The Pros of Open Online Learning in Healthcare
Leow & Neo (2014) cite Shank (2005) and Asthana(2009) when they state “In recent years, multimedia has introduced the pedagogical strength in facilitating student learning and supplementing learning with liveliness as it adds richness and meaning to the information presentation with the use of more than one medium (Shank, 2005; Asthana, 2009)”. A multimedia approach to presenting a person-centered way of providing care may be more effective if it is delivered in a blended format. The students can practice their person-centered approach in a reality based setting. The experience of facing patients and their families is entirely different from the simulated format. The mental script that one develops prior to meeting with people does not always go according to plan. There can be many more emotions and ‘family interactions’ whether positive or negative involved in reality.
Ramirez (2009) states ” A caring curriculum was implemented into a rural public high school nursing assistant program in an effort to increase the caring behaviors of students as well as improve student resident interactions. Interactions and behaviors with long-term care residents were observed to be caring and nurturing as nursing assistant students performed nursing skills such as feeding, bathing, repositioning and transfers.” (pg. 3)
In this particular instance the setting for learning caring behaviours was a classroom, so face-to-face and a clinical setting with patients and occasionally family members. The instructor/nurse modeled the caring behaviour and the students basically copied it. If a nursing or other healthcare curriculum can impart a holistic caring viewpoint to caregiving, it should not matter if the program is delivered online but it is difficult to see if the affect or attitude of the learner is changed to a person-centered one.
Cons to Open Online Learning in Healthcare
Ramirez ( 2009) takes Gramling & Nugent into account who state “Living in this advanced technological environment where patient related skills and tasks are often rushed, has perhaps devalued caring behaviors and has required that nurse educators teach and incorporate concepts in health care and caring into nursing curriculums” (Gramling and Nugent, 1998). Curriculums evolve frequently, almost yearly, and although papers are written and research is conducted, the actuality of direct interaction with patients and families is always unscripted. I believe it is necessary for face-to-face connections are the key to good, compassionate healthcare practice.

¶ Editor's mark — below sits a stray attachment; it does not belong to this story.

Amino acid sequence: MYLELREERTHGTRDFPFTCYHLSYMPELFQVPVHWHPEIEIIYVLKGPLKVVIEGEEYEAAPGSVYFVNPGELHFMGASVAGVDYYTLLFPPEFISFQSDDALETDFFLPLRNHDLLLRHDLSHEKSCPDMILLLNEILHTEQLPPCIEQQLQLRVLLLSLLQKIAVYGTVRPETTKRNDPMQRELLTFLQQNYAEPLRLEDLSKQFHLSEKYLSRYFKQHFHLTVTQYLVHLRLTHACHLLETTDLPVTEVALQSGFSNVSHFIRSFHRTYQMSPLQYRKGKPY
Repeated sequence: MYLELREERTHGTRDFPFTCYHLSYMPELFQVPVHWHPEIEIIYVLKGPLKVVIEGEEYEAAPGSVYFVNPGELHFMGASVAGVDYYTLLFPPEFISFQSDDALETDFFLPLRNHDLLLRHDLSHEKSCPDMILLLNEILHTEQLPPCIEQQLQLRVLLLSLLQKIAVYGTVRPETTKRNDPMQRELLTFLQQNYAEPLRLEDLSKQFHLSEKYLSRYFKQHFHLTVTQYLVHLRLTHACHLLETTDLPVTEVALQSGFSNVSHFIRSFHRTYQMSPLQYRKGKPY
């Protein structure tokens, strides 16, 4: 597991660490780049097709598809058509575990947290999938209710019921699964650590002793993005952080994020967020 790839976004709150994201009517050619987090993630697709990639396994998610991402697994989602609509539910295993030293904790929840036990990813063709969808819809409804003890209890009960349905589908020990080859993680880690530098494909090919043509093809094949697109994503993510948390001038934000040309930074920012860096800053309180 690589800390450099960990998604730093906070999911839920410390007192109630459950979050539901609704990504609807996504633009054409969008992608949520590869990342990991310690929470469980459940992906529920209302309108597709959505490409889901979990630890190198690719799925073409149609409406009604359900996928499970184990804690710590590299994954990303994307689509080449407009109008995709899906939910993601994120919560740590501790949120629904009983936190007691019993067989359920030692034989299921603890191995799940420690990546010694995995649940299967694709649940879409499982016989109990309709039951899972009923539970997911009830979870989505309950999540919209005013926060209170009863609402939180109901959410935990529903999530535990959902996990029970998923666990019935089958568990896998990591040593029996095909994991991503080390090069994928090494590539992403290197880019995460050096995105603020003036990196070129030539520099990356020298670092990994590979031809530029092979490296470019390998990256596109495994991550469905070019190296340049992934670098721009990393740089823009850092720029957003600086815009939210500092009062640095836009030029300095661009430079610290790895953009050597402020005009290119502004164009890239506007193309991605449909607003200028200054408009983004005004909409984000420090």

At Kwantlen Polytechnic University (KPU), we use simulators (SIMS) which are quite advanced. They can be programmed for various scenarios to allow students to experience emergency situations and everyday occurrences in a safe place without putting patients at risk. The program we use is http://shadowhealth.com and I have included a page called Tips and Tricks in Appendix B. It is copyrighted so I wanted only to show what the program is and give a sample of questions that could be asked to a ‘patient’. Any scenario can be demonstrated but this only teaches the physical, analytical and problem-solving skills. With all the procedural abilities SIMS have they do not teach compassion and empathy. That is much simpler to teach and model in a face-to-face setting.
Pedagogical Use of Open Online Learning in Healthcare
Hutchins & Finney (2015) agree with Galvin & Todres (2013) who said:
“Technology is used to connect learners to humanising practices through engagement facilitated by rich, multimedia enabling technologies. What is unique about this blended learning approach is that it is informed and underpinned by a lifeworld-led humanising with distinct kinds of evidence; conventional evidence, technical knowledge or knowledge for the ‘head’ in the form of qualitative and quantitative research papers and policy and practice guidelines and protocols, together with evidence of people’s experiences of a situation or condition, knowledge for the ‘heart’, represented through stories, narratives, poetry and drama, and philosophy in which students are encouraged to gain personal insights that come from imagining ‘what it is like’ for the person experiencing human services, to make connections to their own personal and professional experiences, knowledge for the ‘hand’, and to integrate understandings about these different kinds of complex knowledge, the head, heart and hand to inform and guide their practice (Galvin & Todres 2013).”
I think this quotation agrees with my view that blended learning is the ideal method of instruction for healthcare students to learn the mind-set of person-centered practice. Various approaches to learning are needed to change the focus some students in healthcare have from a personal focus to a focus on others; our patients require ‘personal care and maintenance of dignity and personhood.’